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Of all the oxymorons currently doing the rounds, ‘liberal conservatism’ is one of the slipperiest. It is this phrase which forms the crux of the Conservative party’s approach to international affairs but about which we have had little in the way of concrete definition. It slips off the tongue but leaves us little the wiser as to the criteria by which a future Conservative government might intervene on the international stage.

David Cameron first launched the phrase in his speech on foreign policy and national security in the annual JP Morgan lecture at the British American Project on 11 September 2006. ‘I am a liberal conservative, rather than a neo-conservative’, he said. Liberal ‘because I support the aim of spreading freedom and democracy, and support humanitarian intervention’. Conservative ‘because I recognise the complexities of human nature, and am sceptical of grand schemes to remake the world’. On his recent visit to Afghanistan and Pakistan, he stuck largely to the same script.

While foreign policy was comparatively low down the agenda at the Conservative party conference in Birmingham, shadow foreign secretary William Hague used his speech to refer again to ‘our liberal conservative beliefs’. This, he ventured, was ‘the strength and purpose to keep our people safe today but also with the humility and patience to make them safer tomorrow’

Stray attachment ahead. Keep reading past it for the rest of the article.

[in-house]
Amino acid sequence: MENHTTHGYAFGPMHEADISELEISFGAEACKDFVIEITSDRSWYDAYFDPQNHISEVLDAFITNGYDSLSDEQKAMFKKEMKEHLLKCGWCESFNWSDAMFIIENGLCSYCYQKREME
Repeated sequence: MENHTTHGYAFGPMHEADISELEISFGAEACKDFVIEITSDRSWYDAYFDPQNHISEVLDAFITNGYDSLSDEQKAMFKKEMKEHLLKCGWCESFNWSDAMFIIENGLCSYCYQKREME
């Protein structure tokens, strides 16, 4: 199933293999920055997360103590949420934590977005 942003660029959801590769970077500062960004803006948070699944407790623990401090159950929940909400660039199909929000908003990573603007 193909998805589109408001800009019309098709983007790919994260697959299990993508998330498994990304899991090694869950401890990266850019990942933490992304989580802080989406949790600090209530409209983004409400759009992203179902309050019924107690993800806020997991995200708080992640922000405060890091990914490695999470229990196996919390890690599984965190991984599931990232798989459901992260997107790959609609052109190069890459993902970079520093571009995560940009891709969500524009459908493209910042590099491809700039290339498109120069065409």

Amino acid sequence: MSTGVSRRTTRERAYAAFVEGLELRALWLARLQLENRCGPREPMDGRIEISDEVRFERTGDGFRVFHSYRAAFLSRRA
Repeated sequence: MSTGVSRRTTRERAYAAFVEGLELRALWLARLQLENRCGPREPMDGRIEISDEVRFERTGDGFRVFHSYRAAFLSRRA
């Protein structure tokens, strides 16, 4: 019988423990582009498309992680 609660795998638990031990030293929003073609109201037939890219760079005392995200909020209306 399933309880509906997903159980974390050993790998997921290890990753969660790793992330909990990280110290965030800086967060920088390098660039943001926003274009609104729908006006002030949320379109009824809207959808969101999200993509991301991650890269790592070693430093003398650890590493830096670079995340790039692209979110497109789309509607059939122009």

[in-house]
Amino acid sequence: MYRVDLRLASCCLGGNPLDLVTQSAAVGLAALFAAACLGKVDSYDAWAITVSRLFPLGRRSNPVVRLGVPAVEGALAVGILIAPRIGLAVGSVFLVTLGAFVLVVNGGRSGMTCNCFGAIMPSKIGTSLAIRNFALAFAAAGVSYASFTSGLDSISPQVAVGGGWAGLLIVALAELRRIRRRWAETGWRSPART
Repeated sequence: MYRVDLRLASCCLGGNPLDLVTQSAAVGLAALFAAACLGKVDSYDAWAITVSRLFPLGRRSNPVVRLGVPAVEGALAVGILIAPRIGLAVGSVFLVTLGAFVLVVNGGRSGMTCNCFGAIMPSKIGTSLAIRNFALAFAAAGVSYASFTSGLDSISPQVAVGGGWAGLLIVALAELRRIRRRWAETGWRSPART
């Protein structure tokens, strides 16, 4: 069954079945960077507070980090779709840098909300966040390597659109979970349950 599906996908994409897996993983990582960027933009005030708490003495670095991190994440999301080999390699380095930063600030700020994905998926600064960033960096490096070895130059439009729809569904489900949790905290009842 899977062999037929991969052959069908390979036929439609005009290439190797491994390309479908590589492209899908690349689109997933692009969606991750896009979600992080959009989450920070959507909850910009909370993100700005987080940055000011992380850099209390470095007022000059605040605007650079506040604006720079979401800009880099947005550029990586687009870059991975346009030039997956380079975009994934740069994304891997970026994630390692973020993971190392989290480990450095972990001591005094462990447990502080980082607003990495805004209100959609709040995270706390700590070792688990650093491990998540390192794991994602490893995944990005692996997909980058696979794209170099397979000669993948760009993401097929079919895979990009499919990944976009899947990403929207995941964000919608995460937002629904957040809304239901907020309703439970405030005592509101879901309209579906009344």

Before Birmingham, in an interview with Fraser Nelson of The Spectator, the shadow schools secretary Michael Gove was characteristically honest about his own position, as an unrepentant neo-conservative. ‘If I say’, “Well actually I prefer to think of myself as a muscular liberal interventionist,” that’s running away from it. My view is: yes, I am. Let’s have a conversation about that’. But he was quick to add that he was not speaking for his leader, whom he saw also saw a ‘liberal conservative’. At this stage, there is no reason for such distinctions to precipitate a serious division in the shadow government. ‘If you look at what he said in the recent speech in Pakistan, or if you look at what he said in the context of Georgia’, Gove continued, ‘then what’s not to like?’

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Becky
April 18th, 2011
8:04 PM
@Chase I Completely agree with you, Japan just had an earthquake and everyone is anxious to help Japan but no one is doing anything. Its all politics, and these so called "politicians" just want the public recognition of doing the right thing.

Chase
March 21st, 2010
5:03 PM
With all the "I'm a conservative this or a liberal that" it just always seems like so much talk and over examination of situations, that things never get done. Haiti has an earthquake and everyone is all over it to help. There are plenty of other nations that have been going without food and care for decades and nobody seems to care about those people. Its all about showing face and politics.

Jamie
October 30th, 2009
1:10 AM
I really feel like a huge problem with today's politicians is that they want to please everyone by being moderate on everything. Its not lying per se, but if you dont take a stand how can you get any voter's respect? Jamie

Jason S.
October 3rd, 2009
12:10 AM
What else can I say but I am speechless this was such a well though out article and definitely opened my eyes......Jason

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